The connection between mathematics and art goes back thousands of years. Mathematics has been used in the design of Gothic cathedrals, Rose windows, oriental rugs, mosaics and tilings. Geometric forms were fundamental to the cubists and many abstract expressionists, and award-winning sculptors have used topology as the basis for their pieces. Dutch artist M.C. Escher represented infinity, Möbius bands, tessellations, deformations, reflections, Platonic solids, spirals, symmetry, and the hyperbolic plane in his works.

Mathematicians and artists continue to create stunning works in all media and to explore the visualization of mathematics--origami, computer-generated landscapes, tesselations, fractals, anamorphic art, and more.

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 "Winter," by Veronika Irvine (University of Victoria, British Columbia, Canada)White cotton, DMC Cebelia No 20, 2014 Periodic bobbin lace patterns can be described by a mathematical model. Key elements of the model are 1) a toroidal embedding of a directed graph describing the movement of pairs of threads and 2) a function that maps each vertex of the digraph to a braid word. Using an intelligent combinatorial search, over 100,000 patterns matching the fundamental properties of this model were found. Of these, three closely related patterns were chosen (see inset). The three patterns can be transformed into one another by a small number of changes. The submitted piece was designed to show a gradual transition from one pattern to the next resembling the transformation from perfect, large snowflakes to the slanted, driving snow of a blizzard. When I first learned to make bobbin lace, some 20 years ago, I was struck by its mathematical nature. The patterns are diagrams, not a linear set of instructions. The order in which braids are worked and most of the decisions about how threads should move so that they arrive in the correct position as needed, are left up to the lacemaker. Over the past 4 years, I have been developing a mathematical model for bobbin lace and discovering the joy of designing my own pieces. More information: http://arxiv.org/abs/1406.1532. --- Veronika Irvine (http://web.uvic.ca/~vmi/)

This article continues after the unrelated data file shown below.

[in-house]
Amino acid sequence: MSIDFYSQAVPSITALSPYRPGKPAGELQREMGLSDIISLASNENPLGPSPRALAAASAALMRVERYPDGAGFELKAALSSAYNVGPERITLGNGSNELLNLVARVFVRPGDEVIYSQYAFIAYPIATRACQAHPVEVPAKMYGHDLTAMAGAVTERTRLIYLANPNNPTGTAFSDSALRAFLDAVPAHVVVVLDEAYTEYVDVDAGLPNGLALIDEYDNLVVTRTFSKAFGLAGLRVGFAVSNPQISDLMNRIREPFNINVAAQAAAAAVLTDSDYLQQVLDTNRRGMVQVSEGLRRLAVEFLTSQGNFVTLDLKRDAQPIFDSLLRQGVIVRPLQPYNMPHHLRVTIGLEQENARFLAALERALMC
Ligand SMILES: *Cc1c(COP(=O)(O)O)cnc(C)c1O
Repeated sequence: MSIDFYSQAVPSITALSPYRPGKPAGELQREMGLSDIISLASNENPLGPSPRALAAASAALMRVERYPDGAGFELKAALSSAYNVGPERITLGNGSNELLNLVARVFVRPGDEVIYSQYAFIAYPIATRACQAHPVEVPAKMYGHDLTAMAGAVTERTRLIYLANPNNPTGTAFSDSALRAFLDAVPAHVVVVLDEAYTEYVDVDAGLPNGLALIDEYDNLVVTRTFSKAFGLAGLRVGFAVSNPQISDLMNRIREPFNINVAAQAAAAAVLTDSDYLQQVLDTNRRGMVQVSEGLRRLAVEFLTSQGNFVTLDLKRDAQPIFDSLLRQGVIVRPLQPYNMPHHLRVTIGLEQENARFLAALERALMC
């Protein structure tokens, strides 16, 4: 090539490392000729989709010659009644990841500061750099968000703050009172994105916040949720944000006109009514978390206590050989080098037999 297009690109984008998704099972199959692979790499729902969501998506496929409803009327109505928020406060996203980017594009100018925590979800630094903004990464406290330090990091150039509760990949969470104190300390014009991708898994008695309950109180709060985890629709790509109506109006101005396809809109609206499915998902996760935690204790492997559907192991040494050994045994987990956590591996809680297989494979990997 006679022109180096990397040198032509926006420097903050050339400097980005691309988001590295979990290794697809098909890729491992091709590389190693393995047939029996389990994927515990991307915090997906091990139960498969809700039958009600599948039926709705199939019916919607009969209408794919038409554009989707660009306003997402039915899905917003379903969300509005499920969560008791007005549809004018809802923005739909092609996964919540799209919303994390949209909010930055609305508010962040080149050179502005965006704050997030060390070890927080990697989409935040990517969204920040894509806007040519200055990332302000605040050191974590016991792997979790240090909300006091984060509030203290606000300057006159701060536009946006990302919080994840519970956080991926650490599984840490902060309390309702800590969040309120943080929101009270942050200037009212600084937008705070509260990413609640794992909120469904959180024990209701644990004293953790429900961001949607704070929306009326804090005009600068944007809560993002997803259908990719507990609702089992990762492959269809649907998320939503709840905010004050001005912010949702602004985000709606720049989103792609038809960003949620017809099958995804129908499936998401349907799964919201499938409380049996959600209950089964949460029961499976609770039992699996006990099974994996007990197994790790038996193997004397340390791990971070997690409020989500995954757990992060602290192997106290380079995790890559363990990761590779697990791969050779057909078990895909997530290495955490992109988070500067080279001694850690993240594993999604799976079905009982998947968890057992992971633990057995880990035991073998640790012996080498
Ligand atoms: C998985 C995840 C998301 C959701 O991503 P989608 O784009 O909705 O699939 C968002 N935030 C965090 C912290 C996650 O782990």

"Partitions Study: On the Grid," by Margaret Kepner (Washington, DC)Archival Inkjet Print, 2014 A multiplicative partition of a number is an expression consisting of integer factors that produce the number when multiplied together. An unordered multiplicative partition is usually called a factorization. This work presents each of the factorizations of the integers from 1 to 28 in a symbolic representation based on subdividing a square. For example, "7 x 3" is a factorization of 21. It is represented by a square divided into a grid of 7 rows and 3 columns – see the symbol in the lower-left corner. The uniform grids corresponding to square numbers are highlighted in red. This piece is formatted so it can be cut in a spiral fashion and folded to create a 64-page accordion book of factorization diagrams. --- Margaret Kepner (http://mekvisysuals.yolasite.com)
 "Irregular hyperbolic disk as lamp shade," by Gabriele Meyer (University of Wisconsin, Madison)Photograph, 2013 I like to crochet hyperbolic surfaces. More recently I am interested in irregular hyperbolic shapes and how they interact with light. This is an image of a crocheted hyperbolic surface used as a lamp shade. The object itself is about 1 yard in diameter. On one side it has a more negative curvature than on the other, an irregularity, which makes it appear more interesting. The surface is created with white yarn, so that nothing detracts from the shape. --- Gabriele Meyer (http://www.math.wisc.edu/~meyer/airsculpt/hyperbolic2.html)
 "Penrose Pursuit 2," by Kerry Mitchell (Phoenix, AZ)Digital print onto aluminum panel, 2014 Best photograph, painting, or print 2015 Mathematical Art Exhibition Underlying this image is a non-periodic Penrose tiling, using the kite and dart tiles. Each tile is rendered using pursuit curves. To accommodate the concave dart tile, it was split into two triangular halves. Each half was filled with three pursuit curves, while the kite tiles have four. --- Kerry Mitchell (http://kerrymitchellart.com)